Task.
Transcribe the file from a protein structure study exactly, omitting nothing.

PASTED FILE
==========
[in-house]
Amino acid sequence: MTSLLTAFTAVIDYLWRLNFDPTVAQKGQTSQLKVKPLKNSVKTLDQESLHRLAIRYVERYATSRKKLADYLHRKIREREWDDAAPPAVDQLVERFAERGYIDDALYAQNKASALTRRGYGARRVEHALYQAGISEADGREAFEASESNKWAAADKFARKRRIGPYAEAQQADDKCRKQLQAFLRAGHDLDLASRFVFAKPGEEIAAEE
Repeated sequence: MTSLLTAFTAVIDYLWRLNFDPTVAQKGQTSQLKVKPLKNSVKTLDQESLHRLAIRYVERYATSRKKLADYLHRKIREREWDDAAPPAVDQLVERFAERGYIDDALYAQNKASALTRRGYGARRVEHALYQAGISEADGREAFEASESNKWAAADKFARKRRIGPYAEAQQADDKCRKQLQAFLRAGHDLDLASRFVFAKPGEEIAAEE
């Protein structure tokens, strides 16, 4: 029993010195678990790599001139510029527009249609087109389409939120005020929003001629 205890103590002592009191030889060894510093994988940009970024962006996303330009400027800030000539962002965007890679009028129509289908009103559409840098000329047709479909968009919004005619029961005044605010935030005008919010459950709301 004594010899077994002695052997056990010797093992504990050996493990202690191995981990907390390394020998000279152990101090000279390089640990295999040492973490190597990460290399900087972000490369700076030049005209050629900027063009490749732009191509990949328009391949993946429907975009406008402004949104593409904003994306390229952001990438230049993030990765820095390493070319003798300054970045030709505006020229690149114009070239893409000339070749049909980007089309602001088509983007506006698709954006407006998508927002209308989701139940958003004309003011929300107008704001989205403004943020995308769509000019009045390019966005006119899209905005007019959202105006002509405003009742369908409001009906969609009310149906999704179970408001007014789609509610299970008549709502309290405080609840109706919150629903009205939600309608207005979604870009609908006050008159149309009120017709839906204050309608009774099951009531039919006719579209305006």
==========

[in-house]
Amino acid sequence: MTSLLTAFTAVIDYLWRLNFDPTVAQKGQTSQLKVKPLKNSVKTLDQESLHRLAIRYVERYATSRKKLADYLHRKIREREWDDAAPPAVDQLVERFAERGYIDDALYAQNKASALTRRGYGARRVEHALYQAGISEADGREAFEASESNKWAAADKFARKRRIGPYAEAQQADDKCRKQLQAFLRAGHDLDLASRFVFAKPGEEIAAEE
Repeated sequence: MTSLLTAFTAVIDYLWRLNFDPTVAQKGQTSQLKVKPLKNSVKTLDQESLHRLAIRYVERYATSRKKLADYLHRKIREREWDDAAPPAVDQLVERFAERGYIDDALYAQNKASALTRRGYGARRVEHALYQAGISEADGREAFEASESNKWAAADKFARKRRIGPYAEAQQADDKCRKQLQAFLRAGHDLDLASRFVFAKPGEEIAAEE
């Protein structure tokens, strides 16, 4: 029993010195678990790599001139510029527009249609087109389409939120005020929003001629 205890103590002592009191030889060894510093994988940009970024962006996303330009400027800030000539962002965007890679009028129509289908009103559409840098000329047709479909968009919004005619029961005044605010935030005008919010459950709301 004594010899077994002695052997056990010797093992504990050996493990202690191995981990907390390394020998000279152990101090000279390089640990295999040492973490190597990460290399900087972000490369700076030049005209050629900027063009490749732009191509990949328009391949993946429907975009406008402004949104593409904003994306390229952001990438230049993030990765820095390493070319003798300054970045030709505006020229690149114009070239893409000339070749049909980007089309602001088509983007506006698709954006407006998508927002209308989701139940958003004309003011929300107008704001989205403004943020995308769509000019009045390019966005006119899209905005007019959202105006002509405003009742369908409001009906969609009310149906999704179970408001007014789609509610299970008549709502309290405080609840109706919150629903009205939600309608207005979604870009609908006050008159149309009120017709839906204050309608009774099951009531039919006719579209305006």